A national campaign successfully placed Marsy’s Law on the books in Florida last year. The amendment put a crime victim bill of rights in the state Constitution. When the measure took effect in January, supporters argued it was self-implementing. But eight months later, there’s still no consensus on the amendment’s vague language. It even pits parts of the state constitution against each other.
Marsy's Law for All
The Marsy's Law movement is spearheaded by billionaire Henry Nicholas, founder of technology company Broadcom. He launched the Marsy's Law for All campaign in 2009.
Nicholas' sister, Marsalee, was stalked and killed by her ex-boyfriend in 1983. On the way home from Marsy's funeral, Nicholas and his mother stopped at a convenience store to buy a loaf of bread. "It was there, in the checkout line," according to the Marsy's Law for All website, "that Marsy’s mother, Marcella, was confronted by her daughter’s murderer. Having received no notification from the judicial system, the family had no idea he had been released on bail."
The first state to adopt Marsy's Law was Nicholas' home state of California in 2008. Since then, 11 more states have adopted Marsy's Law, though it was struck down in Montana and Kentucky. Two more states, Wisconsin and Pennsylvania, are poised to vote on the measure in the next two years.
Nicholas has almost single-handedly funded the efforts. Florida's campaign was financed entirely by contributions from Marsy's Law for All and Nicholas, according to campaign finance documents.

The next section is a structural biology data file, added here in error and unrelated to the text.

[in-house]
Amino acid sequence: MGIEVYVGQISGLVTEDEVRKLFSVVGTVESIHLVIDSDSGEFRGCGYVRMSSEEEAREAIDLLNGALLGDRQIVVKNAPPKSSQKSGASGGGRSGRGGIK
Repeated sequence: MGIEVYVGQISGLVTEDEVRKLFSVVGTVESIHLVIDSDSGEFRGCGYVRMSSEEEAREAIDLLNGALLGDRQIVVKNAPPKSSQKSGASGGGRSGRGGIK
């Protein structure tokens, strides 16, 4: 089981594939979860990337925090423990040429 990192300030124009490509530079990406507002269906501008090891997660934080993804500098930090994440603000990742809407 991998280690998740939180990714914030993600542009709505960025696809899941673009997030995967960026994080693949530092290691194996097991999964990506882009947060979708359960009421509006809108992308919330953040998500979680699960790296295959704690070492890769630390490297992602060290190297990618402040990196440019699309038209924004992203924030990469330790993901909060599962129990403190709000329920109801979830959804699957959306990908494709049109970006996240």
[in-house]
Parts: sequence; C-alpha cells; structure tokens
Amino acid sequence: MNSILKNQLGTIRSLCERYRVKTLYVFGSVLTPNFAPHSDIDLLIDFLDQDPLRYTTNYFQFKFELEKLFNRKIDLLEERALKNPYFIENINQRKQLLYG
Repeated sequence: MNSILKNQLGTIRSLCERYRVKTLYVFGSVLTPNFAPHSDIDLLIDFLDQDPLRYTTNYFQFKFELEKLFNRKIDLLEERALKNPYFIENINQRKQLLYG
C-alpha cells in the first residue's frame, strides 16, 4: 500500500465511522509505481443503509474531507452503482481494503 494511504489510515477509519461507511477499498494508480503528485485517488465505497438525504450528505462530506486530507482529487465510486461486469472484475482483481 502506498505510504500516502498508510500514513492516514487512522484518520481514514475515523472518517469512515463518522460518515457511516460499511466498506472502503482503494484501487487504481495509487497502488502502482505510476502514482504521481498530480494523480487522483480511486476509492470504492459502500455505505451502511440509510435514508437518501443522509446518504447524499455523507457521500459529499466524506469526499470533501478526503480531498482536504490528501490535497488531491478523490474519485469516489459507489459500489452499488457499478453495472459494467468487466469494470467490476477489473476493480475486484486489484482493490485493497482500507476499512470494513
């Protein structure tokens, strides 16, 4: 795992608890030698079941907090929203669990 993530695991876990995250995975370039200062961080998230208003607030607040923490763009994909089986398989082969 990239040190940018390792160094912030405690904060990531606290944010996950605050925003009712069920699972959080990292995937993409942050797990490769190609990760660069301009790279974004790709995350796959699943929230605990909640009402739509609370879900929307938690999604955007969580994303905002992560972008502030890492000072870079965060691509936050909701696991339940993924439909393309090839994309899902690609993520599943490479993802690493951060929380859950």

Law Enforcement Lacks Consensus
The problems began shortly after the law took effect on Jan. 8. One protection gives victims the right to “prevent the disclosure of information or records that could be used to locate or harass you or your family, or which could disclose your confidential or privileged information.”
That provision is one law enforcement agencies across the state have grappled with. Some, such as the Tallahassee and Tampa Police Departments, have stopped providing almost any information about victims. Police reports are heavily – sometimes completely – redacted. In cases like home robberies, even the location of the crime is hidden.
“We cannot give any information that gives the location – the name and/or location of the victim – so that way they, and also their families, cannot be harassed,” Tallahassee Police Department Spokesman Damon Miller told WFSU News in January.
Others, like the Leon County Sheriff’s Office, say victims have to assert that protection. This pits law enforcement agencies acting within the same jurisdictions against each other.
As recently as May, law enforcement was still struggling to interpret the amendment’s murky language. Adam Fetterman, lawyer for the St. Lucie County Sheriff's Department, wrote in an email to members of the Florida Association of Police Attorneys “I seem to revisit Marsy’s Law almost daily – it comes back like bad sushi on Groundhog Day, living the misery over and over and over again.”
Marsy’s Law for Florida commissioned a legal opinion from prominent Tallahassee attorney Barry Richard of GreenbergTraurig. He concluded that, despite conflicting with Florida’s public records laws, victim information should be automatically redacted.
“Because the open records provision recognizes an exception for exemptions specifically provided in other sections of the Constitution, which includes the victims’ privacy provision," Richard wrote, "there is no conflict between the two provisions.”
An Unfunded Mandate